Underwriting for The Washington Ballet’s BRITISH INVASION: The Beatles & The Rolling Stones provided by:
The Washington Ballet’s Women’s Committee
Sachiko Kuno and Ryuji Ueno/S&R Foundation
British Invasion: The Beatles & The Rolling Stones
The British are coming! TWB returns with British Invasion: The Beatles & The Rolling Stones, March 5 through 9. The battle of the bands heats up with Trey McIntyre’s A Day in the Life set to classic Beatles tunes and featuring the wit and playfulness The Beatles were famous for. In competition, Rooster, by Christopher Bruce gives TWB’s dancers a chance to strut in this highly-acclaimed “Rock Ballet” that showcases the music of The Rolling Stones. To break up the battle of the bands, BRITISH INVASION: The Beatles & The Rolling Stones also features British choreographer Christopher Wheeldon’s There Where She Loved, a playful breath of fresh air.
Wednesday, March 5, 7:30PM (Preview)
Thursday, March 6, 7:30PM (Opening)
Friday, March 7, 7:30PM
Saturday, March 8, 1:30PM & 7:30PM
Sunday, March 24, 1:30PM & 6:30PM
A Day in the Life (2000)
Music: The Beatles
Choreography: Trey McIntyre
Set Design: Nicholas Phillips
Costume Design: Liz Prince
Lighting Design: Nicholas Phillips
Music: The Rolling Stones
Choreography: Christopher Bruce
Costumes: Marian Bruce
Lighting: Tina MacHugh
There Where She Loved (2005)
Music: Frederic Chopin and Kurt Weill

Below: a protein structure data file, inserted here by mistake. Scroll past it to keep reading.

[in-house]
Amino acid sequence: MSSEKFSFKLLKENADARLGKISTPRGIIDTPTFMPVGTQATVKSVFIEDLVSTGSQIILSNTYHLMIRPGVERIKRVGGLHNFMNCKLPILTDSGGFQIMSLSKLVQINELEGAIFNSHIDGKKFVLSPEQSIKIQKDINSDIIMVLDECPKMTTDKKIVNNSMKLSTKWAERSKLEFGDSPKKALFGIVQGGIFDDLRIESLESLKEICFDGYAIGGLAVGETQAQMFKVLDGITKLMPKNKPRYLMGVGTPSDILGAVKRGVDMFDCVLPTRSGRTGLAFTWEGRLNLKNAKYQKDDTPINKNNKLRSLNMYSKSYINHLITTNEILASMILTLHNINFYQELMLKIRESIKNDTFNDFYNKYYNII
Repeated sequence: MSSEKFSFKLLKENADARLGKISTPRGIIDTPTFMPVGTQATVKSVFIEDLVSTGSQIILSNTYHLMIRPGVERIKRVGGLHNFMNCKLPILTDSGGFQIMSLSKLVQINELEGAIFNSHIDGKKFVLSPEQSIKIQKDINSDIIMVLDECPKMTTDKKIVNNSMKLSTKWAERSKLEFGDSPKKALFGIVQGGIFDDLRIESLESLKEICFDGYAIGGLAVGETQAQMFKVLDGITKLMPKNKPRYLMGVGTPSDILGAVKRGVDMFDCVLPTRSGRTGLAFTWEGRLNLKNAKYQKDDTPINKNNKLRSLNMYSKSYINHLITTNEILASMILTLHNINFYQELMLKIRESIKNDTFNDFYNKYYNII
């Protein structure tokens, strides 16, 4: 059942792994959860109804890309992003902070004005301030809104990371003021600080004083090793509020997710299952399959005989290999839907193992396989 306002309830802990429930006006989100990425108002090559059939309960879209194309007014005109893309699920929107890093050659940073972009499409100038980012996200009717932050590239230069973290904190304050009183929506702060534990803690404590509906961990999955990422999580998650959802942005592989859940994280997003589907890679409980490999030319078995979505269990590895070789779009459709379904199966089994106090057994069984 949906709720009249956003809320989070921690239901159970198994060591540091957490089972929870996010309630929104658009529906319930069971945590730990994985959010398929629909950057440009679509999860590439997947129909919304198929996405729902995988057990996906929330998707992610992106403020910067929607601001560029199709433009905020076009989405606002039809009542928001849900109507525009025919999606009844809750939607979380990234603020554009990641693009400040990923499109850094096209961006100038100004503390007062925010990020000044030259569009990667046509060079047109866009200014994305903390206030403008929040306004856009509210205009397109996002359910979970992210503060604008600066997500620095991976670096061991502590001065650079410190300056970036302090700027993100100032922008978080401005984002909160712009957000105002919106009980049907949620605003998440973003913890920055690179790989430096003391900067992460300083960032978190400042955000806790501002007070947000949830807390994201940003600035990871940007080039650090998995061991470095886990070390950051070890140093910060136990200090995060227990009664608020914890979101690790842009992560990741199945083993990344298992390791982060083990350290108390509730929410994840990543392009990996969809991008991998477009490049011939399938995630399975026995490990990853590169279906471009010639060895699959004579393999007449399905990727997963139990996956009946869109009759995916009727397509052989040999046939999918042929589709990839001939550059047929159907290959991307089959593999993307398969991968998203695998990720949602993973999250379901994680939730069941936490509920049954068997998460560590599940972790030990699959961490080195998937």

Choreographer: Christopher Wheeldon
Staging: Ashley Wheater and Christopher Wheeldon
Costume Design: Holly Hynes
Lighting Design: Mark Stanley
Performed at the John F. Kennedy Center for the Performing Arts, Eisenhower Theater
ABOUT THE WASHINGTON BALLET
Originally founded as The Washington School of Ballet in 1944 by legendary ballet pioneer Mary Day and incorporated as a professional company in 1976, The Washington Ballet (TWB) is one of the pre-eminent ballet organizations in the United States. TWB built an international reputation presenting bold works by choreographers from around the world, including Choo-San Goh, Christopher Wheeldon, Mark Morris, Twyla Tharp and Nacho Duato, as well as Neoclassical masterworks and fresh stagings of 19th century classics. Under the leadership of Artistic Director Septime Webre, School Director Kee Juan Han and Managing Director Arthur Espinoza, TWB has embraced a three-part mission: ensuring excellence in its professional performance company; growing the next generation of dancers through its Washington School of Ballet; and serving the community in which it resides through robust community engagement programs.